RBS 'may miss' Williams & Glyn sale deadline
Royal Bank of Scotland has warned it may miss a Brussels deadline to spin off its Williams & Glyn banking arm by the end of next year.
RBS is required to sell the arm's 316-branch network under EU rules on state aid, following the bank's £45bn bailout at the height of the financial crisis.
But it said on Thursday there was a "significant risk" it would miss the deadline.
It blamed "complexities" in Williams & Glyn's customer and product mix.
RBS also warned that it may take a "significantly" greater hit than expected from the planned separation.
The group, which is 73% owned by the UK taxpayer, has pencilled in £1.6bn in costs for the spin-off. It has already spent £1.2bn.
But the latest update has indicated an even greater cost, as the bank tries to separate the business ready for a sale or stock market listing.
Shares in RBS fell sharply on the news but recovered later in the day. By the end of trading, they were about 3% down.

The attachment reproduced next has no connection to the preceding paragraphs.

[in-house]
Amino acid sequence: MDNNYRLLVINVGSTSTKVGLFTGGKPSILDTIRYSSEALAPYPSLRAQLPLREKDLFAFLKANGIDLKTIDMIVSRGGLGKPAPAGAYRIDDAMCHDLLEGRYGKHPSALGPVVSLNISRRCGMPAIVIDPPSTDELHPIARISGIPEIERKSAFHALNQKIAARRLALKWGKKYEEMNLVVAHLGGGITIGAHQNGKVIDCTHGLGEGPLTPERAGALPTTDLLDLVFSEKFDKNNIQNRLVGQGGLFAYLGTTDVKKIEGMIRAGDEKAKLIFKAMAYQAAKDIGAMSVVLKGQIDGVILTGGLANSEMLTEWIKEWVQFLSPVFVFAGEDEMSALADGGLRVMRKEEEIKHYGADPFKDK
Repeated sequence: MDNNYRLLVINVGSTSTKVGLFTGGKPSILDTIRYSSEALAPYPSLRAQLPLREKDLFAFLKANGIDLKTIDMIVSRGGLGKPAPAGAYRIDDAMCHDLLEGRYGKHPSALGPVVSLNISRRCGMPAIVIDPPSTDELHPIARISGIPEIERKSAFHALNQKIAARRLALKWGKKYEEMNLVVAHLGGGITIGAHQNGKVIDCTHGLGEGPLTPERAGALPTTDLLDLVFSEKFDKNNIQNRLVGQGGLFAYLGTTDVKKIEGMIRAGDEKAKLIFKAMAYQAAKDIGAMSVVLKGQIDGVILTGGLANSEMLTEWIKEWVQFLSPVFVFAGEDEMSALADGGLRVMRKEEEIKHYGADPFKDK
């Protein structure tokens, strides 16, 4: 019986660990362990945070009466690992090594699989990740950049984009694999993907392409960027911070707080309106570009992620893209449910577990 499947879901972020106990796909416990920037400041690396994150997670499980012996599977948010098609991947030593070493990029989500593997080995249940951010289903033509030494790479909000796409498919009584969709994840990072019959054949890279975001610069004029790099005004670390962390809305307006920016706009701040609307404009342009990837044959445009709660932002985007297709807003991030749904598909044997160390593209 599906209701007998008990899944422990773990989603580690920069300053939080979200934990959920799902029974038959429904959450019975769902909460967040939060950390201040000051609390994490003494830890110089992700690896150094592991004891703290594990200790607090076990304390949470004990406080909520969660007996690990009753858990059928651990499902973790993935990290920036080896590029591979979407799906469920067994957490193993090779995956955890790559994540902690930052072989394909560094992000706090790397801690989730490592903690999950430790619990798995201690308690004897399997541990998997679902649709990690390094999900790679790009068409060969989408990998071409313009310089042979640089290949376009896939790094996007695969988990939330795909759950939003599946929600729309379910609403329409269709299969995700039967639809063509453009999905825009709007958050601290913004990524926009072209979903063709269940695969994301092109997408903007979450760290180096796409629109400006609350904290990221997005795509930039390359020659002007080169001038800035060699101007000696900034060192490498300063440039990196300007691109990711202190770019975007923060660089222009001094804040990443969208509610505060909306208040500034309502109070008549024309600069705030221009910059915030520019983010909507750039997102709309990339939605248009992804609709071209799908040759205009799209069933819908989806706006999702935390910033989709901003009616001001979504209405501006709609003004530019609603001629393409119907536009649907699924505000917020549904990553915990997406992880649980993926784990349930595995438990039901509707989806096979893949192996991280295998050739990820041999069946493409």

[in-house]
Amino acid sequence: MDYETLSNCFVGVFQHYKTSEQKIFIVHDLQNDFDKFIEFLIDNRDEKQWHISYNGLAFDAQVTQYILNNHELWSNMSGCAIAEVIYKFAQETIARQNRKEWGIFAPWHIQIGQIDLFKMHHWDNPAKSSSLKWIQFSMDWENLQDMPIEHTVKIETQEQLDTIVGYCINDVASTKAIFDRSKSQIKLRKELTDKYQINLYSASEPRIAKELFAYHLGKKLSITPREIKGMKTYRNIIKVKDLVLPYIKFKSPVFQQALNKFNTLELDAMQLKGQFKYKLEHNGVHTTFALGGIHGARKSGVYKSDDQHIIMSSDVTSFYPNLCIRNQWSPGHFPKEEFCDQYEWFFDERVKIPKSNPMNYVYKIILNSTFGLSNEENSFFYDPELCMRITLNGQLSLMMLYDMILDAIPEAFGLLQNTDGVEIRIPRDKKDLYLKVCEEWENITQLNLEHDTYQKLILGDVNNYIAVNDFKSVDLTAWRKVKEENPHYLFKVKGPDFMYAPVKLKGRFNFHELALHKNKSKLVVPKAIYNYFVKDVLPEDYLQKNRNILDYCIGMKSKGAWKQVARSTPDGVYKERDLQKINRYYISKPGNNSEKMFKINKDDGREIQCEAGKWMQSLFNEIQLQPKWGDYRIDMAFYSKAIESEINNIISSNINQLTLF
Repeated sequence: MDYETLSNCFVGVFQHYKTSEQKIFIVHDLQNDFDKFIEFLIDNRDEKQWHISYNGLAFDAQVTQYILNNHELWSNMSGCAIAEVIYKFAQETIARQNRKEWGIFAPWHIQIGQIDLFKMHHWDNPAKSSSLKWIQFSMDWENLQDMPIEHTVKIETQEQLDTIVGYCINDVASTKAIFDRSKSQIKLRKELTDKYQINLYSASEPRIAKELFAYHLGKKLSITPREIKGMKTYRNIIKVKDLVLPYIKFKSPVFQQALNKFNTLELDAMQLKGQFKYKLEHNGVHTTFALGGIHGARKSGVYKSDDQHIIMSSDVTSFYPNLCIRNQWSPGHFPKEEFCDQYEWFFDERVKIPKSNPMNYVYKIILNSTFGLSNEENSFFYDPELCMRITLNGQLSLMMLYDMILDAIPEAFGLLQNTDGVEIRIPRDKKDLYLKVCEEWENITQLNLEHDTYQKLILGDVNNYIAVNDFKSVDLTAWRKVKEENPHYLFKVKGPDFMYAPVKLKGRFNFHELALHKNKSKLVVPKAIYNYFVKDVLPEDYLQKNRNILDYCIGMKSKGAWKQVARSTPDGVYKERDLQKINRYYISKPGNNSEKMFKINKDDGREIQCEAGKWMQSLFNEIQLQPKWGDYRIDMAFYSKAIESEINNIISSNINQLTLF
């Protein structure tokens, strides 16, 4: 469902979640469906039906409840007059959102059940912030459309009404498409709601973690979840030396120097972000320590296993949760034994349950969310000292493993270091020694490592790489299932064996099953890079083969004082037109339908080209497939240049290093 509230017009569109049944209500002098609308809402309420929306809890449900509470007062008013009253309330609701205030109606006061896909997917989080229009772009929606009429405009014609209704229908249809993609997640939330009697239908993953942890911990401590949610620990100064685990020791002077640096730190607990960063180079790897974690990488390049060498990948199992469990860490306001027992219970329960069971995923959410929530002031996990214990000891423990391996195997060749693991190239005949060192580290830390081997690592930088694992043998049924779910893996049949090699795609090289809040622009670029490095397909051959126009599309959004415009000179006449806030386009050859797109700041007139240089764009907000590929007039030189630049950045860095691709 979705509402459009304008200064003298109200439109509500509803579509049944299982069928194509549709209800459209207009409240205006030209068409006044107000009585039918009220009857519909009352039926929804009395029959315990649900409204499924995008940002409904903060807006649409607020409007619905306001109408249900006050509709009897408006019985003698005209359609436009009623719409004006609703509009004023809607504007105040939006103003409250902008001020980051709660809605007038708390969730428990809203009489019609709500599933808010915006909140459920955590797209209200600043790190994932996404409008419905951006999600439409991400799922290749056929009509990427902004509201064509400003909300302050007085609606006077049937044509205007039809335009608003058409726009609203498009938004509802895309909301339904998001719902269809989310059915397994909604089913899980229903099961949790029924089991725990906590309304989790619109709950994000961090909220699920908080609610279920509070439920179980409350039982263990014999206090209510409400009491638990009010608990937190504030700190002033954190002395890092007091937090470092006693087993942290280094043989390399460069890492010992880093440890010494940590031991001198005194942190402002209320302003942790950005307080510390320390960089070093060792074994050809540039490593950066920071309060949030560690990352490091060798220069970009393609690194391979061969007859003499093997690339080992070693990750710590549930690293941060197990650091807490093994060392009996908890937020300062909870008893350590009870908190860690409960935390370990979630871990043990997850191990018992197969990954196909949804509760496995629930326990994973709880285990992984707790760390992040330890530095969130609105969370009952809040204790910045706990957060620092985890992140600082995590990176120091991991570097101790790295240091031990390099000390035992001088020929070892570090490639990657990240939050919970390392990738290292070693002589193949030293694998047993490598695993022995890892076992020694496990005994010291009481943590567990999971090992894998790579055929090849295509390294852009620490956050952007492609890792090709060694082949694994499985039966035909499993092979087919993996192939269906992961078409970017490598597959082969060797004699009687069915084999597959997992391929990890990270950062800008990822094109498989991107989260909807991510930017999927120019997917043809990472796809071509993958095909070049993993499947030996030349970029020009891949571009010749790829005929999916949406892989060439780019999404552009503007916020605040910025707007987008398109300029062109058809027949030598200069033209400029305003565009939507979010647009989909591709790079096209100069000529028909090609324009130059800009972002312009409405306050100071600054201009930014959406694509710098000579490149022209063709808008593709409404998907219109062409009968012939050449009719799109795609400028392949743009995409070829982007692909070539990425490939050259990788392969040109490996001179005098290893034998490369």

The company said: "Due to the complexities of Williams & Glyn's customer and product mix, the programme to create a cloned banking platform continues to be very challenging and the timetable to achieve separation is uncertain."
It added: "RBS is exploring alternative means to achieve separation and divestment. The overall financial impact on RBS is now likely to be significantly greater than previously estimated."
RBS has already had to push back the deadline to spin-off the branch business, having originally been due to offload it by the end of 2013.
RBS had planned to sell the branches to Santander, but the deal was called off in 2012.
'Negative on two fronts'
Joseph Dickerson, equity analyst at Jefferies, said news of the latest setback in the spin-off plan was "negative on two fronts - a potential delay in capital return and also likely higher separation costs".
As of the end of September, Williams & Glyn had 1.8 million customers, net loans and advances to customers of £20bn and savings deposits of £24bn.
Bosses at RBS are likely to face questions over the plans to separate the banking arm when they unveil first-quarter results on Friday.
It is predicted that RBS' first-quarter losses will be more than double last year's comparative figure of £446m, after seeing income slump in the wake of moves to sell off its Citizens business in the US and dramatically scale back its overseas and investment banking offering.